Prints! Motifs in Costume & Fashion History (1750-2000)
Design inspiration fanatics, color lovers, and pattern princesses (okay, that’s a bad one), if you’re anywhere near Belgium between now and January 8, 2012, power down your laptops and raise your eyes from your iphone as you head over to the Mode Museum Hasselt for some historical inspiration – prints and patterns of all kinds.
Why this is interesting / augments what you already know:
- Illustrates different phases in the life of notable motifs
- Looks at socio-economic changes
- Looks at technological innovation
- Examines relationship between fashion and applied arts, in particular interiors.
- From European prints to Indian chintzes
- Highlights historical printing methods such as block printing and cylinder printing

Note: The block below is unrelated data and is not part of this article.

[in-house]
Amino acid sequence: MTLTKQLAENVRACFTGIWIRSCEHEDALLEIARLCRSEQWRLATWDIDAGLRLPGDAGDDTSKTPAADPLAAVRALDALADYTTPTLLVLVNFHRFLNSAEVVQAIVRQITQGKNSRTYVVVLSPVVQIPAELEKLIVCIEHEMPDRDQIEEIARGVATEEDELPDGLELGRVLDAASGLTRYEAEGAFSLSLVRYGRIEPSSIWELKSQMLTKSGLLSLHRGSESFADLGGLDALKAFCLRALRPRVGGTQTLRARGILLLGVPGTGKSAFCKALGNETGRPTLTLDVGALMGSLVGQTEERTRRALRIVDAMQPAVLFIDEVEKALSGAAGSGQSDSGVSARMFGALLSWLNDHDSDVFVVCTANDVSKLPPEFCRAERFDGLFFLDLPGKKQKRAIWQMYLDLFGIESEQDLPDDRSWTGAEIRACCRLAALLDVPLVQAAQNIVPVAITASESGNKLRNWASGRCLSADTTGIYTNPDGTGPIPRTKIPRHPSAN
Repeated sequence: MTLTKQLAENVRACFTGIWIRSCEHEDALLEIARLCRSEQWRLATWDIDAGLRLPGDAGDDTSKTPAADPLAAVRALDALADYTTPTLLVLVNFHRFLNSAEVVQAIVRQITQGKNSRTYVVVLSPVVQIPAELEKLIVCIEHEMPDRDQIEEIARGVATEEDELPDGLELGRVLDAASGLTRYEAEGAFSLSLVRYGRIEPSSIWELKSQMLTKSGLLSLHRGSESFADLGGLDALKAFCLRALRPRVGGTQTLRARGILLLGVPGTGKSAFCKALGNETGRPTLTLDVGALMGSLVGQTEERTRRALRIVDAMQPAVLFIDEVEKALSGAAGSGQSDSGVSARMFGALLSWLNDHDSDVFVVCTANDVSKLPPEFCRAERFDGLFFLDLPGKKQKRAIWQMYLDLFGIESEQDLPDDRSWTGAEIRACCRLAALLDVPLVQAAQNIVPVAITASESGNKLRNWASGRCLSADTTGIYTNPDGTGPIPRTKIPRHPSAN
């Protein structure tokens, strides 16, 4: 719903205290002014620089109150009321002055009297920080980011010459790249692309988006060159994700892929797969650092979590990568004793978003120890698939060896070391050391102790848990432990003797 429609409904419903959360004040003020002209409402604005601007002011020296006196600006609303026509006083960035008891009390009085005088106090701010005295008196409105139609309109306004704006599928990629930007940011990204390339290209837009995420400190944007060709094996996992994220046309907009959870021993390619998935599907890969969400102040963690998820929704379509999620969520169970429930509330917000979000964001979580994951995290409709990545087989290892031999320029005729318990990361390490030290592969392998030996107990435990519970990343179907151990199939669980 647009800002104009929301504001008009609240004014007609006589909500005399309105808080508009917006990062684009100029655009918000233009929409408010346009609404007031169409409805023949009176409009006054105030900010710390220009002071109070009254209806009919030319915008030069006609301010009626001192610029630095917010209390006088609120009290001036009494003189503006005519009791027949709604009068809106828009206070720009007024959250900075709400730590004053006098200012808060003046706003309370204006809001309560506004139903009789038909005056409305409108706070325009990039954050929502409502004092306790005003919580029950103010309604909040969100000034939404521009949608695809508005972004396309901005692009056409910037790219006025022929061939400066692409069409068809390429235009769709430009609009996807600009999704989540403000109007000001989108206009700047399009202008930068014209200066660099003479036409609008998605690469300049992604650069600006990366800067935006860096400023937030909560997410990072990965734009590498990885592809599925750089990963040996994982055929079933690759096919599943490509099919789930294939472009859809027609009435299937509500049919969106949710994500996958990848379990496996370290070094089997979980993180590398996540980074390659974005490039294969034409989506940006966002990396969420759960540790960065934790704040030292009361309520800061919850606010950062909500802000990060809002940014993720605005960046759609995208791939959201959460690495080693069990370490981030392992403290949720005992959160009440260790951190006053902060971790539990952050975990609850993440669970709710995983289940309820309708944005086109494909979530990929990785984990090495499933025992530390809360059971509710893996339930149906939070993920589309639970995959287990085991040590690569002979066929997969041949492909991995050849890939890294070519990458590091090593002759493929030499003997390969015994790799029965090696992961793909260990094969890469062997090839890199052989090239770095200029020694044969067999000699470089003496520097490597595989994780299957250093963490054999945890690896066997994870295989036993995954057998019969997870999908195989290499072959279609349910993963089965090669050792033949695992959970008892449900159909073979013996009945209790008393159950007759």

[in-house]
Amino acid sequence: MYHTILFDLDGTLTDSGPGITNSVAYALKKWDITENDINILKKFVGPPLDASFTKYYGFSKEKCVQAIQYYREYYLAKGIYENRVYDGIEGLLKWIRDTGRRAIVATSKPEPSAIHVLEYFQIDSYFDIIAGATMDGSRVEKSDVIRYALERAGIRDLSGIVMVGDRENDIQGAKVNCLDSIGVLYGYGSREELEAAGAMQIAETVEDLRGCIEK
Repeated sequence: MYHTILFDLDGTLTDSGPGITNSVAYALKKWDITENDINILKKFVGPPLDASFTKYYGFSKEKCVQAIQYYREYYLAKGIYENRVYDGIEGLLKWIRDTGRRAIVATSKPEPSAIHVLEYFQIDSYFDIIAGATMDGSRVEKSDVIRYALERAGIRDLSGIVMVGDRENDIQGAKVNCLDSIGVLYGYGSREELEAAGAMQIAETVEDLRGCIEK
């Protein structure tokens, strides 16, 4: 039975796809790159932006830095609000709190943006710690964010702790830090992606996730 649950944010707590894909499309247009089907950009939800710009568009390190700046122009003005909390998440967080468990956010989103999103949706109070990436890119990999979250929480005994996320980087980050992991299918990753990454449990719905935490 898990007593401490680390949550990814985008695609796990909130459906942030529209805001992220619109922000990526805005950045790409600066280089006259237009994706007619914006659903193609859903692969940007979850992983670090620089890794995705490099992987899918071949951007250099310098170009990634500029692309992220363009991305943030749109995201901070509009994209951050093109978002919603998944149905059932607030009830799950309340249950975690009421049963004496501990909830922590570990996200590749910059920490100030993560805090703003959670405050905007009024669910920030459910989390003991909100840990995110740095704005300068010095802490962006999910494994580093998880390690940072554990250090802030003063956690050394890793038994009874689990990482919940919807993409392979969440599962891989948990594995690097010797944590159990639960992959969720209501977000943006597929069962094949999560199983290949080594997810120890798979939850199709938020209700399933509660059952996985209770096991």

- Designers shown include Hermès, Emilio Pucci, Versace, Marimekko, Leonard, Dries Van Noten, Jean-Paul Gaultier, Jean Charles de Castelbajac and more
From website: “Varieties of motifs often reflect the collective taste and Zeitgeist of a certain period. Printing textile is also a complex industrial process and as such depended on innovation, mechanization, research and technological progress.”
You might also like our recent post highlighting favorite prints from Spoonflower, the online community for designers offering on-demand custom printed fabric. And check out guest bloggers, the duo known as “Pattern People” who discuss their historical inspirations as well as Argentinian graphic designer Laura Varsky’s prints and patterns. Also some picks from Katja Behre of Elli Popp wallpaper and textiles discussed here.
Lead Image: Mastori*Motwary Studio. Images 2/3 courtesy of Mode Museum Hasselt (in order): Tim van Steenbergen AW 2011-2012, catwalk models from Lanvin SS11.
Leave a Reply
- Design Thinking
- Friday Diary
- London Design Festival
- Maison Objet
- Milan Design Week
- Motivation Monday
- Sunday Discovery
- Technology Tuesday
- Topical Thursday